This post-Keynesian argument would have merit IF central banks were willing to allow the supply of bank reserves to expand willy-nilly. But most aren’t. Instead they set policy-rate targets tentatively, in light of macroeconomic goals; and that simple fact vitiates the argument.
Take a simple case: a central bank has a stable price level target. It sets its policy rate at a level it considers for the time being to be consistent with meeting that target. It will accommodate reserve demand changes with open market operations to keep the funds rate equal to the target rate *only* so long as the price level doesn’t change. At first, let’s assume, it doesn’t.
Now suppose that, abstracting from other changes, our bank decides to do a little more lending, as in the paragraph copied above. You say that it can always count on central bank accommodation, for such will be needed to keep the funds rate from rising above target. But for the central bank to accommodate in this case would be for it to allow credit expansion to proceed to a point that raises the price level. The post-Keynesian “endogenous money” fallacy consists of treating a central banks *conditional,* intermediate policy rate target as if it were an *unconditional* target, which just isn’t how things usually work. So long as central bank rate target settings are conditional on ultimate macroeconomic targets, and especially on targets for a nominal variables (like the price level or nominal income), the “horizontal” central bank reserve supply schedule isn’t really all that horizontal after all! In the specific example I’ve supplied, the long-run reserve-supply schedule is actually inelastic w.r.t. an arbitrary increase in bank lending, in the sense meaning that a perfectly well-informed central bank will not accommodate the increase. In that case, a combination of rising overnight rates and interbank reserve losses incurred by the bank (or set of banks) engaged in increased lending ultimately compels that bank to revert to its original lending level.
None of this is saying that a central bank *cannot* accommodate inflationary growth in bank lending as you describe. It is possible, of course. But in that case it is a matter of central bank policy, and not something inevitable. Bank lending doesn’t create its own funding, in other words, unless a central bank decides deliberately to see to it that it does. And any central bank that did as much would have to be heedless of the macroeconomic consequences.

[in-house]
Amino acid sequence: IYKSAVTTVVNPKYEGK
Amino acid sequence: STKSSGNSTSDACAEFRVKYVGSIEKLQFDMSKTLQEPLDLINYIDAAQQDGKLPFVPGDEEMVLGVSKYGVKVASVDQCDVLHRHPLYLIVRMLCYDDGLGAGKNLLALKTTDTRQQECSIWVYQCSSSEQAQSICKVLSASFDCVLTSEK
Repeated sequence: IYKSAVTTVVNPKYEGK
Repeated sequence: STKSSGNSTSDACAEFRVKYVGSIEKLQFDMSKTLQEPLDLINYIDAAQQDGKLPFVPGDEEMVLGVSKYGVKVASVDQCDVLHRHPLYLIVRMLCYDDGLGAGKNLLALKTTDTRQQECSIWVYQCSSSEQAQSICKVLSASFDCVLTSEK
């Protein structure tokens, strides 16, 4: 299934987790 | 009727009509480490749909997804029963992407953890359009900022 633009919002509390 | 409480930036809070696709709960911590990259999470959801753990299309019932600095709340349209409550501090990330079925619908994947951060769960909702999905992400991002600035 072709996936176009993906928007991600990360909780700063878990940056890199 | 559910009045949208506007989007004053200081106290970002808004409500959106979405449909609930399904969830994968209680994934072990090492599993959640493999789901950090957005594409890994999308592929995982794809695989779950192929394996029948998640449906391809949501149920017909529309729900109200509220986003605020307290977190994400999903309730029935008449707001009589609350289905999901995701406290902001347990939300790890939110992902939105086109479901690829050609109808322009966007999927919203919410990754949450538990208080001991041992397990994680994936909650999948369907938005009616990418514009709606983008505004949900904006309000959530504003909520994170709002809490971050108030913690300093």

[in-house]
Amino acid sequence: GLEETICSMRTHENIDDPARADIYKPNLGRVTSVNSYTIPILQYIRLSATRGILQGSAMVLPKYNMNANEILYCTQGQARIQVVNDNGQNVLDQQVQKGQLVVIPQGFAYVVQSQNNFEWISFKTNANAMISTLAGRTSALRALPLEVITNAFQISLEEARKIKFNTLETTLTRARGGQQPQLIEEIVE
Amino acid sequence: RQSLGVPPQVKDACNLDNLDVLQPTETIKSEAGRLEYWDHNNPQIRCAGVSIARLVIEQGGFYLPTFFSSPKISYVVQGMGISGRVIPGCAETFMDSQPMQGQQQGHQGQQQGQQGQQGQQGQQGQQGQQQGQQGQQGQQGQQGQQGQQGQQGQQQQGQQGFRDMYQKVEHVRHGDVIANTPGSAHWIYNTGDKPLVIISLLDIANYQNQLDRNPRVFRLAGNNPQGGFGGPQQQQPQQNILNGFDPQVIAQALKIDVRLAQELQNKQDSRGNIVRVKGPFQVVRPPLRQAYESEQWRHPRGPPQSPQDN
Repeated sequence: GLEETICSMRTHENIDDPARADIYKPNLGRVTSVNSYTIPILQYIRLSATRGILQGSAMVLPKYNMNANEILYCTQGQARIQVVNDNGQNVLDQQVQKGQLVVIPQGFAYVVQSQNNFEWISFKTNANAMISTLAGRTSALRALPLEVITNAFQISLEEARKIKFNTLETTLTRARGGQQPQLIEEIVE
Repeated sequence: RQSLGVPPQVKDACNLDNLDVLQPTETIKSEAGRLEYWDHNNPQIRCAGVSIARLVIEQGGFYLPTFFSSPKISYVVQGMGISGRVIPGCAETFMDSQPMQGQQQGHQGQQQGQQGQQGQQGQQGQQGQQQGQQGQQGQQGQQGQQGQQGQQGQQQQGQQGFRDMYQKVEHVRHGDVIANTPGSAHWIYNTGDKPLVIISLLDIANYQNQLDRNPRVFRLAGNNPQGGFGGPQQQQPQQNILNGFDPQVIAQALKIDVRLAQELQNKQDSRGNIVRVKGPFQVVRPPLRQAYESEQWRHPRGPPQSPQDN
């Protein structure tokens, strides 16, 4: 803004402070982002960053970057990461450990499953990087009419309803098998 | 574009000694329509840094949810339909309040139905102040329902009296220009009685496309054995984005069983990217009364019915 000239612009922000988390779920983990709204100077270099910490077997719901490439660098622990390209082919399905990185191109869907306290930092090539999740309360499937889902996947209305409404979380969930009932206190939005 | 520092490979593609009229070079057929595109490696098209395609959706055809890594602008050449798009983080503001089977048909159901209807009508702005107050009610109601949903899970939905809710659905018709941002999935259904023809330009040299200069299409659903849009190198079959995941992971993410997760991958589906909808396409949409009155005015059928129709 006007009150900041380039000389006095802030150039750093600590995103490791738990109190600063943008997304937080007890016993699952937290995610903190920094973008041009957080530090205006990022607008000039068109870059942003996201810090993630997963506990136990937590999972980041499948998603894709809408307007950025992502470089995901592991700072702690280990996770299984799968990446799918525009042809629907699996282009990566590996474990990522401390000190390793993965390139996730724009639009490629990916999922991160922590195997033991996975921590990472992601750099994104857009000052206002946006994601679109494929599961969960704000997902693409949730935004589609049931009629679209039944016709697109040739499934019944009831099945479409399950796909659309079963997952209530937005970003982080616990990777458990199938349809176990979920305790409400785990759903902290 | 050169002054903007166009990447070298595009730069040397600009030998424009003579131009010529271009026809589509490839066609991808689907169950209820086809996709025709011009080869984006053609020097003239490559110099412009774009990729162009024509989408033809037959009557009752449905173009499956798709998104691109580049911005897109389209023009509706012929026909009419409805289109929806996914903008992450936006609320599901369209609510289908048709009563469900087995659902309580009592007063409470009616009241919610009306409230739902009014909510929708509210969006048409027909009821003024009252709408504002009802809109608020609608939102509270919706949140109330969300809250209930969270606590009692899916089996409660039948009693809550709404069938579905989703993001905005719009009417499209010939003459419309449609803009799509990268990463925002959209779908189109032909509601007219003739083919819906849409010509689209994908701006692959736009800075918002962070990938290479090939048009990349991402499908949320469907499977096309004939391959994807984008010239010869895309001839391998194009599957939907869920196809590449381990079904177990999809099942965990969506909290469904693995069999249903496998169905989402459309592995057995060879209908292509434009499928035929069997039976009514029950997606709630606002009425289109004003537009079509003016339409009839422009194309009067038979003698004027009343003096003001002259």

I agree that central banks consider how setting the operational target will affect objectives like inflation or employment.
But I believe we got to distinguish between the decision for the operational target and monetary policy implementation.
Most central banks use an interest rate as operational target. Monetary policy is then implemented by aiming to achieve that target.
If the board targets the price, the quantity has got to be endogenous. Central banks, therefore, commit to implement policy by accommodating any demand at the given target rate.
That commitment is a reason why market interest rates move along with the target rate as it is announced.
A good understanding of the Law of Reflux cures most people of this silly focus on exogenous vs. endogenous money.
Of course I understand what it means for the CB to set a rate target and maintain it. But treating a tentative and conditional intermediate rate target value as if it were a fixed parameter, rather than a value subject to routine, deliberate adjustment, which is what the Post-Keynesian “endogenous money” argument does, is a mistaken procedure nonetheless. It fobs off as an inescapable truth about how modern monetary systems function what is in fact a very particular central banking scenario–and one that rarely plays out in fact.
The P-K’s also commit the still more primitive error of failing to distinguish “demand for money” with demand for loanable funds. The “endogenous money” scenario they imagine is one consistent with all conceivable patterns of money growth, and not just with money growth consistent with accommodating prior changes in the demand for real money balances.
In short, while I have issues, and plenty of them, with certain versions of Austrian monetary theory, I consider it on the whole more sound (if also more old-fashioned) than “Modern” Monetary Theory.
I did not defend the post-Keynesian view. I mentioned it. I argued against the way you portrayed money creation in your blog post.
None of the above is meant to say that central banks have no influence via interest rates, conventional or unconventional measures.